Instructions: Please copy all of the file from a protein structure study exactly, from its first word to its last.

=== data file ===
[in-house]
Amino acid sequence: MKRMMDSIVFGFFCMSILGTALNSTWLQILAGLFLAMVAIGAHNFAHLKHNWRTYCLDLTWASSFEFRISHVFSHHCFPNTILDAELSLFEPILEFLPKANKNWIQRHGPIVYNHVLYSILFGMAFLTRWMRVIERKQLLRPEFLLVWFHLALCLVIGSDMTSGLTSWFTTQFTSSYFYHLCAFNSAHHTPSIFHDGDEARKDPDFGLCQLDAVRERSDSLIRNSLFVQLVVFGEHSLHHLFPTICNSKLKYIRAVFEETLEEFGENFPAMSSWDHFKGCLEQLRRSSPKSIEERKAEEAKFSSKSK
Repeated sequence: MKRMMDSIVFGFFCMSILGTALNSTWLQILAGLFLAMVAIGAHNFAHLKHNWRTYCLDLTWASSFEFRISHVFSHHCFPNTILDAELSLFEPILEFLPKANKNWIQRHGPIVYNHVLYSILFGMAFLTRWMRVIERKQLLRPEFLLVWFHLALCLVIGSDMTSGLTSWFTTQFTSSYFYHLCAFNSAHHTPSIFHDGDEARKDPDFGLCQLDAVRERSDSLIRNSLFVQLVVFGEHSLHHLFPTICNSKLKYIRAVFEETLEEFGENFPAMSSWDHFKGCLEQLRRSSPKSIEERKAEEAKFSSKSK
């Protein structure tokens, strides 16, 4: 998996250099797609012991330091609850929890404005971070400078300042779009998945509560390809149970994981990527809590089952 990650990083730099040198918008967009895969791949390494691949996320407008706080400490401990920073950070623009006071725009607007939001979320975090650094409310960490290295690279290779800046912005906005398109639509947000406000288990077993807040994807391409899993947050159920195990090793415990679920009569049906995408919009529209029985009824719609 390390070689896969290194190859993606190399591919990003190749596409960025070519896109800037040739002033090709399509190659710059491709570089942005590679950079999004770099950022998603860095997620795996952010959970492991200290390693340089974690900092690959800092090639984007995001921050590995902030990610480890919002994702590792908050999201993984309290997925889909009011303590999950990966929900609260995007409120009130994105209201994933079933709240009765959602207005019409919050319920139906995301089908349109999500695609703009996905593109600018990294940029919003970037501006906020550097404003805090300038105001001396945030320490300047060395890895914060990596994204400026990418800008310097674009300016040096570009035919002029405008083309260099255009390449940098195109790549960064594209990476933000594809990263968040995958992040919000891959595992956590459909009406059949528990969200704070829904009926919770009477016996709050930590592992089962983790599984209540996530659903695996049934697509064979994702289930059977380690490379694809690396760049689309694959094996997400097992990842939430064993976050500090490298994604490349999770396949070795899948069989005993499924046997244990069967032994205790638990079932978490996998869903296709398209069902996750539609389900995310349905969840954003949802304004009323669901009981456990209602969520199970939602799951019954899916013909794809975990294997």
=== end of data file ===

[in-house]
Amino acid sequence: MKRMMDSIVFGFFCMSILGTALNSTWLQILAGLFLAMVAIGAHNFAHLKHNWRTYCLDLTWASSFEFRISHVFSHHCFPNTILDAELSLFEPILEFLPKANKNWIQRHGPIVYNHVLYSILFGMAFLTRWMRVIERKQLLRPEFLLVWFHLALCLVIGSDMTSGLTSWFTTQFTSSYFYHLCAFNSAHHTPSIFHDGDEARKDPDFGLCQLDAVRERSDSLIRNSLFVQLVVFGEHSLHHLFPTICNSKLKYIRAVFEETLEEFGENFPAMSSWDHFKGCLEQLRRSSPKSIEERKAEEAKFSSKSK
Repeated sequence: MKRMMDSIVFGFFCMSILGTALNSTWLQILAGLFLAMVAIGAHNFAHLKHNWRTYCLDLTWASSFEFRISHVFSHHCFPNTILDAELSLFEPILEFLPKANKNWIQRHGPIVYNHVLYSILFGMAFLTRWMRVIERKQLLRPEFLLVWFHLALCLVIGSDMTSGLTSWFTTQFTSSYFYHLCAFNSAHHTPSIFHDGDEARKDPDFGLCQLDAVRERSDSLIRNSLFVQLVVFGEHSLHHLFPTICNSKLKYIRAVFEETLEEFGENFPAMSSWDHFKGCLEQLRRSSPKSIEERKAEEAKFSSKSK
């Protein structure tokens, strides 16, 4: 998996250099797609012991330091609850929890404005971070400078300042779009998945509560390809149970994981990527809590089952 990650990083730099040198918008967009895969791949390494691949996320407008706080400490401990920073950070623009006071725009607007939001979320975090650094409310960490290295690279290779800046912005906005398109639509947000406000288990077993807040994807391409899993947050159920195990090793415990679920009569049906995408919009529209029985009824719609 390390070689896969290194190859993606190399591919990003190749596409960025070519896109800037040739002033090709399509190659710059491709570089942005590679950079999004770099950022998603860095997620795996952010959970492991200290390693340089974690900092690959800092090639984007995001921050590995902030990610480890919002994702590792908050999201993984309290997925889909009011303590999950990966929900609260995007409120009130994105209201994933079933709240009765959602207005019409919050319920139906995301089908349109999500695609703009996905593109600018990294940029919003970037501006906020550097404003805090300038105001001396945030320490300047060395890895914060990596994204400026990418800008310097674009300016040096570009035919002029405008083309260099255009390449940098195109790549960064594209990476933000594809990263968040995958992040919000891959595992956590459909009406059949528990969200704070829904009926919770009477016996709050930590592992089962983790599984209540996530659903695996049934697509064979994702289930059977380690490379694809690396760049689309694959094996997400097992990842939430064993976050500090490298994604490349999770396949070795899948069989005993499924046997244990069967032994205790638990079932978490996998869903296709398209069902996750539609389900995310349905969840954003949802304004009323669901009981456990209602969520199970939602799951019954899916013909794809975990294997």